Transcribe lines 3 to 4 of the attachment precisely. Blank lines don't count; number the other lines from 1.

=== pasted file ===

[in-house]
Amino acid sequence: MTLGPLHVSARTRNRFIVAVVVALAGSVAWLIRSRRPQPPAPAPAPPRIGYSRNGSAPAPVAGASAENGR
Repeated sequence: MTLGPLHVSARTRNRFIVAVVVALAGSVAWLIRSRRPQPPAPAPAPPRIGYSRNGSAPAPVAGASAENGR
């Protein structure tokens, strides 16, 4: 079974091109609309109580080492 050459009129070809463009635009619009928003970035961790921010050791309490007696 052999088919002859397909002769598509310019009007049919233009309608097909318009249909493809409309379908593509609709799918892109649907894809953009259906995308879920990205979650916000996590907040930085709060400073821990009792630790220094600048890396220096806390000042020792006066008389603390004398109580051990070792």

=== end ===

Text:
Repeated sequence: MTLGPLHVSARTRNRFIVAVVVALAGSVAWLIRSRRPQPPAPAPAPPRIGYSRNGSAPAPVAGASAENGR
């Protein structure tokens, strides 16, 4: 079974091109609309109580080492 050459009129070809463009635009619009928003970035961790921010050791309490007696 052999088919002859397909002769598509310019009007049919233009309608097909318009249909493809409309379908593509609709799918892109649907894809953009259906995308879920990205979650916000996590907040930085709060400073821990009792630790220094600048890396220096806390000042020792006066008389603390004398109580051990070792």